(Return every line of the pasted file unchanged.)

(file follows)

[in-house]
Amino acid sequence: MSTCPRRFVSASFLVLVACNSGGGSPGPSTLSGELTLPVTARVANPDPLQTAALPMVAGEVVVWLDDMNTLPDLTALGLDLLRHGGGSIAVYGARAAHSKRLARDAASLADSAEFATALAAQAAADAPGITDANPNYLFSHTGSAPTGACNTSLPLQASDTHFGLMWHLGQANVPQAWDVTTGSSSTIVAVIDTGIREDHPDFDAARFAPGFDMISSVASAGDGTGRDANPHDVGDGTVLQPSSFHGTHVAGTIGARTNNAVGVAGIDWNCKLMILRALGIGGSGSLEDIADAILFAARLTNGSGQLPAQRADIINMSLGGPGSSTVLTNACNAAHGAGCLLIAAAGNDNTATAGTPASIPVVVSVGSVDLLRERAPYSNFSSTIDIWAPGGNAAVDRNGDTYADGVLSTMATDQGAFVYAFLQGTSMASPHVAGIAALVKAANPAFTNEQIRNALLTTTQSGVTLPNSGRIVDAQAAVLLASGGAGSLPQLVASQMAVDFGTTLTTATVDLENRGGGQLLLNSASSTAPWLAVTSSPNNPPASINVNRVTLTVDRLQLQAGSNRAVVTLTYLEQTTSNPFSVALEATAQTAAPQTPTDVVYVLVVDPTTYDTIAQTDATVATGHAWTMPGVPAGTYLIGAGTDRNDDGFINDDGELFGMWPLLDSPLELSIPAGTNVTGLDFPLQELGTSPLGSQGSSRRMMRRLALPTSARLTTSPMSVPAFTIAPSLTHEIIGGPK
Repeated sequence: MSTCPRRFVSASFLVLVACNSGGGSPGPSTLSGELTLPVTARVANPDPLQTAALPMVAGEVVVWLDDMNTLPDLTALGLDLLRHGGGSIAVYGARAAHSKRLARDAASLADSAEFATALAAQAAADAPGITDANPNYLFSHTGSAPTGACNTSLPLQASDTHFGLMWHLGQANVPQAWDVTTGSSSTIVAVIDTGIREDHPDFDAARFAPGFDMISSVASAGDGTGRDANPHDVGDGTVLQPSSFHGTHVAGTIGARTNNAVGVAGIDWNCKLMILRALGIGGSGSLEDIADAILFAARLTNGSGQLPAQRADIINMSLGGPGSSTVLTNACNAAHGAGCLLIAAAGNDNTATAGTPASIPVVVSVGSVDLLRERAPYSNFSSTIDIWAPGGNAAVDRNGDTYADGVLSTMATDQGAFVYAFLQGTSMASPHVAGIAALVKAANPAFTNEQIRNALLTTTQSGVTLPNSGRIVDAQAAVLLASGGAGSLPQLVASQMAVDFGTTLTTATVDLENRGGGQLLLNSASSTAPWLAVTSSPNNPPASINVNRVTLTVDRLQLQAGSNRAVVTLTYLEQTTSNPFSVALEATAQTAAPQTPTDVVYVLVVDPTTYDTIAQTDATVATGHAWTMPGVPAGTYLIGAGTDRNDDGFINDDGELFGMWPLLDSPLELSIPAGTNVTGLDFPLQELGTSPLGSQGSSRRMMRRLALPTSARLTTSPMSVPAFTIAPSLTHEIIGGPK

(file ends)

[in-house]
Amino acid sequence: MSTCPRRFVSASFLVLVACNSGGGSPGPSTLSGELTLPVTARVANPDPLQTAALPMVAGEVVVWLDDMNTLPDLTALGLDLLRHGGGSIAVYGARAAHSKRLARDAASLADSAEFATALAAQAAADAPGITDANPNYLFSHTGSAPTGACNTSLPLQASDTHFGLMWHLGQANVPQAWDVTTGSSSTIVAVIDTGIREDHPDFDAARFAPGFDMISSVASAGDGTGRDANPHDVGDGTVLQPSSFHGTHVAGTIGARTNNAVGVAGIDWNCKLMILRALGIGGSGSLEDIADAILFAARLTNGSGQLPAQRADIINMSLGGPGSSTVLTNACNAAHGAGCLLIAAAGNDNTATAGTPASIPVVVSVGSVDLLRERAPYSNFSSTIDIWAPGGNAAVDRNGDTYADGVLSTMATDQGAFVYAFLQGTSMASPHVAGIAALVKAANPAFTNEQIRNALLTTTQSGVTLPNSGRIVDAQAAVLLASGGAGSLPQLVASQMAVDFGTTLTTATVDLENRGGGQLLLNSASSTAPWLAVTSSPNNPPASINVNRVTLTVDRLQLQAGSNRAVVTLTYLEQTTSNPFSVALEATAQTAAPQTPTDVVYVLVVDPTTYDTIAQTDATVATGHAWTMPGVPAGTYLIGAGTDRNDDGFINDDGELFGMWPLLDSPLELSIPAGTNVTGLDFPLQELGTSPLGSQGSSRRMMRRLALPTSARLTTSPMSVPAFTIAPSLTHEIIGGPK
Repeated sequence: MSTCPRRFVSASFLVLVACNSGGGSPGPSTLSGELTLPVTARVANPDPLQTAALPMVAGEVVVWLDDMNTLPDLTALGLDLLRHGGGSIAVYGARAAHSKRLARDAASLADSAEFATALAAQAAADAPGITDANPNYLFSHTGSAPTGACNTSLPLQASDTHFGLMWHLGQANVPQAWDVTTGSSSTIVAVIDTGIREDHPDFDAARFAPGFDMISSVASAGDGTGRDANPHDVGDGTVLQPSSFHGTHVAGTIGARTNNAVGVAGIDWNCKLMILRALGIGGSGSLEDIADAILFAARLTNGSGQLPAQRADIINMSLGGPGSSTVLTNACNAAHGAGCLLIAAAGNDNTATAGTPASIPVVVSVGSVDLLRERAPYSNFSSTIDIWAPGGNAAVDRNGDTYADGVLSTMATDQGAFVYAFLQGTSMASPHVAGIAALVKAANPAFTNEQIRNALLTTTQSGVTLPNSGRIVDAQAAVLLASGGAGSLPQLVASQMAVDFGTTLTTATVDLENRGGGQLLLNSASSTAPWLAVTSSPNNPPASINVNRVTLTVDRLQLQAGSNRAVVTLTYLEQTTSNPFSVALEATAQTAAPQTPTDVVYVLVVDPTTYDTIAQTDATVATGHAWTMPGVPAGTYLIGAGTDRNDDGFINDDGELFGMWPLLDSPLELSIPAGTNVTGLDFPLQELGTSPLGSQGSSRRMMRRLALPTSARLTTSPMSVPAFTIAPSLTHEIIGGPK